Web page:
This essay in memory of Anthony Vidler explores the ways in which his obsessive mode of thinking and writing was primarily historiographic and ultimately autobiographical as it reversed itself towards the future. Vidler was not a historian who wrote but a writer who over time produced the effect of being a historian. He was a scholar in reverse, a trained architect and insightful architectural critic fixated on the ongoing legacy, from Plato to the latest digital zealots, of utopian dreams of an idealized architecture that would incubate an equitable society and the dystopian effects of the always unsuccessful attempts to realize those dreams. Vidler portrayed architecture and the social life it supposedly serves as permanently suspended between utopia and dystopia. Colin Rowe, his first tutor at Cambridge University in 1960, triggered this life-long obsession by pointing to Emil Kaufmann's writing about the precocious modernity of enlightenment architects, especially the ideal city imagined in the late 18th century by Claude-Nicolaus Ledoux, symptomatically the only architect referred to by the utopian socialist Charles Fourier. Vidler never let go of Ledoux, continuously reshaping him and an endless chain of architects from the 20th and 21st centuries, starting with Tony Garnier and Le Corbusier. Kaufmann and Rowe haunt all the work, as does Walter Benjamin, whose inversion of history likewise turned on the relationship between Fourier's philosophy and a specific architectural typology.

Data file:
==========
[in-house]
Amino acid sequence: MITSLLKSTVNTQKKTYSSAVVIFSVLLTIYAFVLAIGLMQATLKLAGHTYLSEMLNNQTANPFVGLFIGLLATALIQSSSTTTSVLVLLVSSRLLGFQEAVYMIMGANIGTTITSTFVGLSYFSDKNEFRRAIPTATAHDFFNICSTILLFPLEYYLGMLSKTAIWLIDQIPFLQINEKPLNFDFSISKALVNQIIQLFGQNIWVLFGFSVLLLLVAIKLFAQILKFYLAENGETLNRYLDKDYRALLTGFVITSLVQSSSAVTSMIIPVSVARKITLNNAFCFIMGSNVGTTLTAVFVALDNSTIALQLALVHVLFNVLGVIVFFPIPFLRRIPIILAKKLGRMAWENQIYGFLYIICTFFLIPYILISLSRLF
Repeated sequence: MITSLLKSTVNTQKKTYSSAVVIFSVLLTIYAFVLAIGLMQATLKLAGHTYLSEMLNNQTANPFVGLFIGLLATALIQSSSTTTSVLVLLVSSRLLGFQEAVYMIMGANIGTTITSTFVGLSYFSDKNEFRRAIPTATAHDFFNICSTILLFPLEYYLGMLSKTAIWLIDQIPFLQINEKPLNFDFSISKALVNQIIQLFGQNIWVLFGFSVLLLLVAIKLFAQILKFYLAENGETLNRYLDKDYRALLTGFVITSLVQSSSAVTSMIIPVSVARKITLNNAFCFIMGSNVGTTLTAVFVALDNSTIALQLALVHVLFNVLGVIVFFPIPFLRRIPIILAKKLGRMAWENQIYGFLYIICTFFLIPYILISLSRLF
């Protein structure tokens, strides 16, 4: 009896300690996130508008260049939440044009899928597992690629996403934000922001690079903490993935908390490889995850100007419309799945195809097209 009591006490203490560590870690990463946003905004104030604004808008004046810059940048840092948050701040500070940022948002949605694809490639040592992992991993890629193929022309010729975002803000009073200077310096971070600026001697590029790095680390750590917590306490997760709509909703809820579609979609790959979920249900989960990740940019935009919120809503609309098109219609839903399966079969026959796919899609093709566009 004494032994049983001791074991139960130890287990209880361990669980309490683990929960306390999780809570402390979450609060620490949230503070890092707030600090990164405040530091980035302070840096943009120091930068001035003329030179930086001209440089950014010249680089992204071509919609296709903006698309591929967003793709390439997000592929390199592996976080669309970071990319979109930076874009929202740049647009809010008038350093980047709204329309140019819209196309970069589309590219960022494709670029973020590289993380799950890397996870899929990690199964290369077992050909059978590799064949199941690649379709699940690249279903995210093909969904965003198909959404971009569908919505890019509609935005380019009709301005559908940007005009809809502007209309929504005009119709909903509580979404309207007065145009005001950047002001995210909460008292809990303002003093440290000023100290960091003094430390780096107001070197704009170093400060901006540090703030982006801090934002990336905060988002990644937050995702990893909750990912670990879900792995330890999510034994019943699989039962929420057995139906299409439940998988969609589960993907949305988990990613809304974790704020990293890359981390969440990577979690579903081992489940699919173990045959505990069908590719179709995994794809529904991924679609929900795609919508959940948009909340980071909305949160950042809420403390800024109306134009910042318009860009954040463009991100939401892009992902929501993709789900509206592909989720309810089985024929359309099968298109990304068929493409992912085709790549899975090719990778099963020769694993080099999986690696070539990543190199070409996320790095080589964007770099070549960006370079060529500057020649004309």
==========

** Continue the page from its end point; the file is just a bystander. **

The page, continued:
This content is only available as a PDF.
You do not currently have access to this content.